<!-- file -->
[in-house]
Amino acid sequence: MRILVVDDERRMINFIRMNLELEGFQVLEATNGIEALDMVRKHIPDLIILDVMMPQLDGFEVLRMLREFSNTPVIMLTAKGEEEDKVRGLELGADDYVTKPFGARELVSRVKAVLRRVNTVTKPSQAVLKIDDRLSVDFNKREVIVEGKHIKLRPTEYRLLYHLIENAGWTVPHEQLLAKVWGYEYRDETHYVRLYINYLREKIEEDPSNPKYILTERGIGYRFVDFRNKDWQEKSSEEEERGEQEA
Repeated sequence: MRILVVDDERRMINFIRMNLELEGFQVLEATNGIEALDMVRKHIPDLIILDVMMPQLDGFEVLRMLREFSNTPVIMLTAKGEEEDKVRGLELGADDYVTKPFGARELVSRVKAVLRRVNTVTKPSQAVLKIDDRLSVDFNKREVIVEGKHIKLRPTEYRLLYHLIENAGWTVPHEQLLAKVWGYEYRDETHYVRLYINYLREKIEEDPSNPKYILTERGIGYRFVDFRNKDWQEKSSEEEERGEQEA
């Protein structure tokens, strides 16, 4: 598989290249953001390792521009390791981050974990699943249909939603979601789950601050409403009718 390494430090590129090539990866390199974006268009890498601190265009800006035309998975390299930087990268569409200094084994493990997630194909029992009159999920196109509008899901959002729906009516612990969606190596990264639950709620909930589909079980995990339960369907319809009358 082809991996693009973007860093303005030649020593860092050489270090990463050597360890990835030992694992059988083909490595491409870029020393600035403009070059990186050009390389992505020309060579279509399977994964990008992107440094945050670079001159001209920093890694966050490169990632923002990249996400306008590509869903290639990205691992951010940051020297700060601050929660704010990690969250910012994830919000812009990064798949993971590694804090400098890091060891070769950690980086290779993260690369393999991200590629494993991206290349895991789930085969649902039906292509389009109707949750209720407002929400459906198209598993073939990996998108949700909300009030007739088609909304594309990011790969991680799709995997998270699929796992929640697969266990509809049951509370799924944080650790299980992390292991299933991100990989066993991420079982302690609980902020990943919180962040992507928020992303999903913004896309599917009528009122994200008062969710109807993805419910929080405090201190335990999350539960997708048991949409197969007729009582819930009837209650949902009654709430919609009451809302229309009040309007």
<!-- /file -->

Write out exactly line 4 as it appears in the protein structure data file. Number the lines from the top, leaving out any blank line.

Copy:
């Protein structure tokens, strides 16, 4: 598989290249953001390792521009390791981050974990699943249909939603979601789950601050409403009718 390494430090590129090539990866390199974006268009890498601190265009800006035309998975390299930087990268569409200094084994493990997630194909029992009159999920196109509008899901959002729906009516612990969606190596990264639950709620909930589909079980995990339960369907319809009358 082809991996693009973007860093303005030649020593860092050489270090990463050597360890990835030992694992059988083909490595491409870029020393600035403009070059990186050009390389992505020309060579279509399977994964990008992107440094945050670079001159001209920093890694966050490169990632923002990249996400306008590509869903290639990205691992951010940051020297700060601050929660704010990690969250910012994830919000812009990064798949993971590694804090400098890091060891070769950690980086290779993260690369393999991200590629494993991206290349895991789930085969649902039906292509389009109707949750209720407002929400459906198209598993073939990996998108949700909300009030007739088609909304594309990011790969991680799709995997998270699929796992929640697969266990509809049951509370799924944080650790299980992390292991299933991100990989066993991420079982302690609980902020990943919180962040992507928020992303999903913004896309599917009528009122994200008062969710109807993805419910929080405090201190335990999350539960997708048991949409197969007729009582819930009837209650949902009654709430919609009451809302229309009040309007």